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    Embezzlement

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      Best Embezzlement Lawyers

      Our specialist embezzlement lawyers have years of experience dealing with employees who have been charged with stealing money (and/or property) from their employers. See our recent results for fraud.

      We understand that it can be a frightening experience with long-term consequences for yourself and your career.

      We have successfully defended many employees who have been charged with embezzlement as well as obtaining ‘non-conviction orders’.

      Contact us now to speak to our Law Society accredited specialist in criminal law.

      WHAT SHOULD I DO?

      • PLEADING NOT GUILTY

        What is Embezzlement?

        Section 157 of the Crimes Act 1900 (NSW) sets out that if an employee took money or property from their employer without said employer’s consent, the employee can be guilty of an offence.

        This is a ‘Table 2’ offence under the Criminal Procedure Act 1986 (NSW). As such, it is finalised in the Local Court unless the prosecution elects to deal with it in the District Court.

         

        How Do You Beat an Embezzlement Charge?

        You can fight an embezzlement charge in two ways. Firstly, the prosecution must prove beyond reasonable doubt:

        1. You were an employee, clerk or servant to the owner of the property/money; and
        2. You took money or property (this includes delivering or receiving) in your employer’s name, or for your employer; and
        3. You were not entitled to take the property/money.

         

        If any of these elements are not made out, then you can be found ‘not guilty’.

        Secondly, you can rely on one of the defences.

         

        What are the Defences to Embezzlement?

        The following defences to embezzlement can result in you being found ‘not guilty’:

        1. Claim of right: you held an honest belief that you were entitled to take to property
        2. When you took the property, you didn’t intend to permanently deprive your employer of it
        3. Abandonment: If the property was abandoned
        4. Possession: If the prosecution cannot prove you had custody and control of the property
        5. Duress: You were forced to commit the offence
        6. Necessity: Your actions were necessary in the circumstances

         

        We have a team of specialist embezzlement lawyers who have years of experience in obtaining ‘not guilty’ verdicts. If you have a viable defence, we also focus on having charges withdrawn by Police at an early stage in the proceedings.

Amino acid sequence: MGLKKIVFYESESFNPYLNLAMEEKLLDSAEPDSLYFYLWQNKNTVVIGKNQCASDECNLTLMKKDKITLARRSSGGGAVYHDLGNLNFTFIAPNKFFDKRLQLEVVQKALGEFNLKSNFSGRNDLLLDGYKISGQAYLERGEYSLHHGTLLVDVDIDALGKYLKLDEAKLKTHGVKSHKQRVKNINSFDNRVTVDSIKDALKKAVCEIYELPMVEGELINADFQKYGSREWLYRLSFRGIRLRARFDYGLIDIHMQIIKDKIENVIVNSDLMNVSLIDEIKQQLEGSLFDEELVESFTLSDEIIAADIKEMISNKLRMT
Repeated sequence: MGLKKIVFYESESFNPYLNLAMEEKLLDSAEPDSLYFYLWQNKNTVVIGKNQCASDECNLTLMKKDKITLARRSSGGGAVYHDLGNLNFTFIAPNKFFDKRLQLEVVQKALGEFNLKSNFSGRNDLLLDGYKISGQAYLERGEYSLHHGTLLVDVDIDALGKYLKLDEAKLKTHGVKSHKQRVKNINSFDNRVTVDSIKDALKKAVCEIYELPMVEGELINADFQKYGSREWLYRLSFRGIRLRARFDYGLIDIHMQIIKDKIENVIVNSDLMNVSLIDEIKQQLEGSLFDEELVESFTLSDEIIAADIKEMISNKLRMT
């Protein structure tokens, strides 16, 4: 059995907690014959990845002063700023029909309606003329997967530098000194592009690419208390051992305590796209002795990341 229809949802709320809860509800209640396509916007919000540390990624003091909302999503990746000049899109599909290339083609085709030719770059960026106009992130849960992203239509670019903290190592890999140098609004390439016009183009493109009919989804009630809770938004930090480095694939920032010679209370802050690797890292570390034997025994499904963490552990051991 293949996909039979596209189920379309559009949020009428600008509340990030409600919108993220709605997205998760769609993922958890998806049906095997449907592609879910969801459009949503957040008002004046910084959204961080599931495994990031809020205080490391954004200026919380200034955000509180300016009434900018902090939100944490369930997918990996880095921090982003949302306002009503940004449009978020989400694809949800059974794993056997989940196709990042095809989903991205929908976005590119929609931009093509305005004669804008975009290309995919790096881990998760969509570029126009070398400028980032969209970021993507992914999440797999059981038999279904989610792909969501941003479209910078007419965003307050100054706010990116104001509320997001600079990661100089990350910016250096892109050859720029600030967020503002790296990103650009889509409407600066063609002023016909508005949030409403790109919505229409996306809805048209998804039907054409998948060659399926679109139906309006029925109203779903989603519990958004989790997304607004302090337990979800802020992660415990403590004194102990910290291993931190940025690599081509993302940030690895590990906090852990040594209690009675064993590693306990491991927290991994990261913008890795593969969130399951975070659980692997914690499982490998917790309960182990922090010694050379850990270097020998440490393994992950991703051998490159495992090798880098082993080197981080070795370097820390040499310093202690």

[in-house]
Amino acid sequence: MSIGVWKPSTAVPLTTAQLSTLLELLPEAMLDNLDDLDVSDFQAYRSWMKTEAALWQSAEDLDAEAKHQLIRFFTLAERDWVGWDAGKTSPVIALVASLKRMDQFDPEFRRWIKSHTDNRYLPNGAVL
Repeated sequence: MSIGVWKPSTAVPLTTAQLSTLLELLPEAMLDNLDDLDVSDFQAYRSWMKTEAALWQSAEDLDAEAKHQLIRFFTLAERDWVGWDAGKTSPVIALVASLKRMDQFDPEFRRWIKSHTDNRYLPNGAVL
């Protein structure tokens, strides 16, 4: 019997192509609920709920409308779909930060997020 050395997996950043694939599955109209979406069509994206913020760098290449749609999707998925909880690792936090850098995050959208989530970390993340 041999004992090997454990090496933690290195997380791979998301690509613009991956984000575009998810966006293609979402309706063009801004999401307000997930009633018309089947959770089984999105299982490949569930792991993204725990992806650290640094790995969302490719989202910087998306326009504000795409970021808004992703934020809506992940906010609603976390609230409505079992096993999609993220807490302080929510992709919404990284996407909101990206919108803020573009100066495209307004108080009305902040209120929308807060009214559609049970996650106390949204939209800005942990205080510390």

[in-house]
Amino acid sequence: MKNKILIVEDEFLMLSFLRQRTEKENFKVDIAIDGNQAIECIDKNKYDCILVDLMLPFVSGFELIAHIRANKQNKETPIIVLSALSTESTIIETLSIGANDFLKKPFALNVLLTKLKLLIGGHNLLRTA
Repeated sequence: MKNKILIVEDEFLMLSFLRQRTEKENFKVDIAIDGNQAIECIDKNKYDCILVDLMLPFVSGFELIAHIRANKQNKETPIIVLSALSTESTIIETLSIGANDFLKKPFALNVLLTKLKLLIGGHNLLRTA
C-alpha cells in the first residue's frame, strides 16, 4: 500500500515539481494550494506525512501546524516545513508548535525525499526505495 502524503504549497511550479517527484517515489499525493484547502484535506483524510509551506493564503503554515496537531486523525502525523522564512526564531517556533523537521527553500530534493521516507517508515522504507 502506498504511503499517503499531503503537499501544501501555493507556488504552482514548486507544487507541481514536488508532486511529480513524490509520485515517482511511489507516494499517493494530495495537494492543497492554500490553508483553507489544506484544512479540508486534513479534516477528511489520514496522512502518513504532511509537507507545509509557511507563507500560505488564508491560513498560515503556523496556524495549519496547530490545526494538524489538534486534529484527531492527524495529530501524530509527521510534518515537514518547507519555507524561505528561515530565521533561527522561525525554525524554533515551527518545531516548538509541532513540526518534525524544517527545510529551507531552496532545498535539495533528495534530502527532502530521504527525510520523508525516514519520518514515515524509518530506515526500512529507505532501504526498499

Speak to Australia’s best criminal lawyers for expert charges now to obtain advice on any possible defences you may have open to you.

      • PLEADING GUILTY

        Our guide on pleading guilty to Fraud offences will provide you some assistance in preparing for sentencing. Please note that this guide is a non-exhaustive list and not specifically tailored to your case.

        Contact us now so that our accredited specialist in criminal law can provide you advice tailored to your case and represent you in Court.

         

        What is the Penalty for ‘Embezzlement by Clerk or Servant’?

        The maximum penalty for ‘embezzlement by clerk or servant’ is 10 years jail if heard in the District Court.

        However, if matter is heard in the Local Court and:

        1. the value of the property is more than $5,000: the maximum penalty is 2 years jail;
        2. the value of the property is less than $5,000: the maximum penalty is 12 months jail and/or a fine of $5,500;
        3. the value of the property is less than $2,000: the maximum penalty is 12 months jail and/or a fine of $2,200.

        What Are the Possible Sentences for Embezzlement?

        Below are possible sentencing options for a charge of embezzlement:

        1. Section 10 dismissal
        2. Conditional Release Order without Conviction (previously known as Section 10 good behaviour bond)
        3. Fine
        4. Conditional Release Order with Conviction (previously known as Section 9 good behaviour bond)
        5. Community Corrections Order (previously known as Community Service Order)
        6. Intensive Corrections Order
        7. Full Time Imprisonment

        Will You Go to Jail for Embezzlement?

        When analysing statistics for embezzlement from 2018 to today, what is revealed is that only 7% of offenders received no conviction for embezzlement. 21% of offenders were sentenced to some form of imprisonment and 14% of offenders were sentenced to full-time jail. All remaining offenders received convictions on their criminal records.

        Clearly, avoiding a conviction is not easy. As such, you should speak to the best embezzlement lawyers for the best chance of keeping your criminal record unblemished.

      FAQs

      How long do you go to jail for embezzlement?

      The maximum jail term for ‘embezzlement by clerk or servant’ is 10 years if heard in the District Court.

      However, if matter is heard in the Local Court and:

      1. the value of the property is more than $5,000: the maximum penalty is 2 years jail;
      2. the value of the property is less than $5,000: the maximum penalty is 12 months jail and/or a fine of $5,500;
      3. the value of the property is less than $2,000: the maximum penalty is 12 months jail and/or a fine of $2,200.

       

      Can you go to jail for employee theft in NSW?

      Yes, you can go to jail for employee theft in NSW. To see how you can avoid this, contact our team and we can immediately begin preparing to defend you.

      Ask a question now!